Each individual’s exchange year is unique, but at its core it is a year of personal growth and learning. You can never predict the outcome of your exchange year, yet one thing is certain – you will leave with much more than you came with. This was just the case for FLEX alumna Silva Bisofa ’17 from Liepaja, Latvia, who spent her FLEX year in Albuquerque, New Mexico. During her time there she gained new perspectives about inclusive education.

Silva attended the V. Sue Cleveland High School, which had a program designed for students with disabilities where coursework was adapted to individual needs and abilities to learn. Her first instance of experiencing this inclusive educational approach was during a piano class.  Silva recalls, “There was a student who was in a wheelchair in my piano class.  In Latvia people with disabilities were not included in my classes. It made me wonder why there is this separation in my classes back home.”

Another instance which taught her about inclusivity was during her time on her school’s dance team. The captain of the team had Down Syndrome.  It did not stop her from leading the team. She always cheered on her teammates and was extremely supportive, not just on the dance team, but in every facet of her life. Seeing someone with a disability being included and in a leadership position was a new lesson for her, saying that “This taught me that people are not defined by their disabilities, there is so much more that defines who we are as individuals and its often overlooked.”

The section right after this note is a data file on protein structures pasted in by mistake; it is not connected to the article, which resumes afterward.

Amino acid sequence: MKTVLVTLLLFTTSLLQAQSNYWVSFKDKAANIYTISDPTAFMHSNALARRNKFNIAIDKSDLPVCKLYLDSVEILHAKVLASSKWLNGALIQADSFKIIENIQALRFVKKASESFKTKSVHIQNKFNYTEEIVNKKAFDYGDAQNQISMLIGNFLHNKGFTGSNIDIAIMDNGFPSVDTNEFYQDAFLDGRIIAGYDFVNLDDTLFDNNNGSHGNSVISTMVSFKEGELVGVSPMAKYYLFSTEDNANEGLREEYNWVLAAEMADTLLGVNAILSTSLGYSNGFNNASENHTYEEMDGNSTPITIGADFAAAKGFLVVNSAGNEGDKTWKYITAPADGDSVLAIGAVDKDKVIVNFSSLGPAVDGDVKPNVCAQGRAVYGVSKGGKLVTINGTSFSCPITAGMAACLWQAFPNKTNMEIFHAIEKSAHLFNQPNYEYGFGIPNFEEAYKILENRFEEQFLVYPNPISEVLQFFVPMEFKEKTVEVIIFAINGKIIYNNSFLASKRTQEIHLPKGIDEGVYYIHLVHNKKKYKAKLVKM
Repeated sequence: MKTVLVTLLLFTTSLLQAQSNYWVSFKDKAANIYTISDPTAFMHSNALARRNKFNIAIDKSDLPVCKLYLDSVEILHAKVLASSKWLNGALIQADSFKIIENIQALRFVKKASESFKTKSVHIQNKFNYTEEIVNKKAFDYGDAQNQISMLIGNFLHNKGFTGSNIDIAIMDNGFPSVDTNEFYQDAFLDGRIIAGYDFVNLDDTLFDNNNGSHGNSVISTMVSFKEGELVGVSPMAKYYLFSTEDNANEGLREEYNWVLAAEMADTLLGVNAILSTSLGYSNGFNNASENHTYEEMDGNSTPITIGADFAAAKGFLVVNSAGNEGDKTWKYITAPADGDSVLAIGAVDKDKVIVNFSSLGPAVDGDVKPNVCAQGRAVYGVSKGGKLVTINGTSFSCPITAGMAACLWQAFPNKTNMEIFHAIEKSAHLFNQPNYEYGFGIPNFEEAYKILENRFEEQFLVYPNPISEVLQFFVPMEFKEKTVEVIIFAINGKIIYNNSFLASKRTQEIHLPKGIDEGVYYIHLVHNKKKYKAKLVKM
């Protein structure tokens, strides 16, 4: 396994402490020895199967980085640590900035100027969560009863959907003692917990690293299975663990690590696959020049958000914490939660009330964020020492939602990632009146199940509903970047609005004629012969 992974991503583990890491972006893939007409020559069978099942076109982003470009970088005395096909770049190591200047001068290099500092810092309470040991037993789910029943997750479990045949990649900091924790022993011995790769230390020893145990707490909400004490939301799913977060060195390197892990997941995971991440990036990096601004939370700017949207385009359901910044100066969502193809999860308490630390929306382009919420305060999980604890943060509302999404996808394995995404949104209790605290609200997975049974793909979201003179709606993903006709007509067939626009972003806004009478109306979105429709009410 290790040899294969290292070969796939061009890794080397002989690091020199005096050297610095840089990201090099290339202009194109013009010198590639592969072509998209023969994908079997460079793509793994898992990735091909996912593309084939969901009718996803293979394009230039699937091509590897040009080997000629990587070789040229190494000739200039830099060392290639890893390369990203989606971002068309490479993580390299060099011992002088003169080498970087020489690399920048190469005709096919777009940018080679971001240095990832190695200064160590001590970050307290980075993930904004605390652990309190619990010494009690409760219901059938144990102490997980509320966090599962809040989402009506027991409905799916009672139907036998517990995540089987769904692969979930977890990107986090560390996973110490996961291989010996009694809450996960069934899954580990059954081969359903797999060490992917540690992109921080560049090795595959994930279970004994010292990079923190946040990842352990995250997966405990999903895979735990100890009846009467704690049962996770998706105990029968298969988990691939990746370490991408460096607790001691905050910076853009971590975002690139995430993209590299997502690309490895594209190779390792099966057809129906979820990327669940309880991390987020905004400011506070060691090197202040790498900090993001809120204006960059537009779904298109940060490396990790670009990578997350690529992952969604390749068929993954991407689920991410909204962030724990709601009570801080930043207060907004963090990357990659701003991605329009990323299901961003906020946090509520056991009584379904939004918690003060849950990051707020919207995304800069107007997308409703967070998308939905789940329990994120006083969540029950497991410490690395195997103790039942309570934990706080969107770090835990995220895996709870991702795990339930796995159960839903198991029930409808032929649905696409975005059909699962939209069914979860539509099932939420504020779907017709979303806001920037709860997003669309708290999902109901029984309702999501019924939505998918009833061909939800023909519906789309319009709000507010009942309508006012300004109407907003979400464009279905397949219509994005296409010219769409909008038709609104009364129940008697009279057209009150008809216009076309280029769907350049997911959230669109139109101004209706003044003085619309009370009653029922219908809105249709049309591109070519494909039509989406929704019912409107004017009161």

After returning home from her exchange year, Silva would often notice situations in her school, community, and in the media where people with disabilities were treated differently. Silvia notes, (It seems to me, that) “The best way to help promote inclusivity in Latvia is through the sharing of knowledge. That is why it is important for exchange program alumni like me to take the initiative and educate others by engaging their local community and including people with disabilities in all aspects of life.”

Since her FLEX experience Silva has gone on to become the Executive Director of the Latvian First Aid Union, which helps vulnerable populations within the community, including people disabilities. In this role her priority is for everyone to receive equal treatment and the support they need. She adds that “The work is hard, but also fulfilling, on daily basis we still see a lack of inclusivity. There are still many barriers that people with disabilities face, but I am hopeful,  because the more we address these issues, the more likely it is that we will see a positive change!”

Written by Karina Vintere ‘16 (Ventspils, Latvia/Ruidoso, NM)

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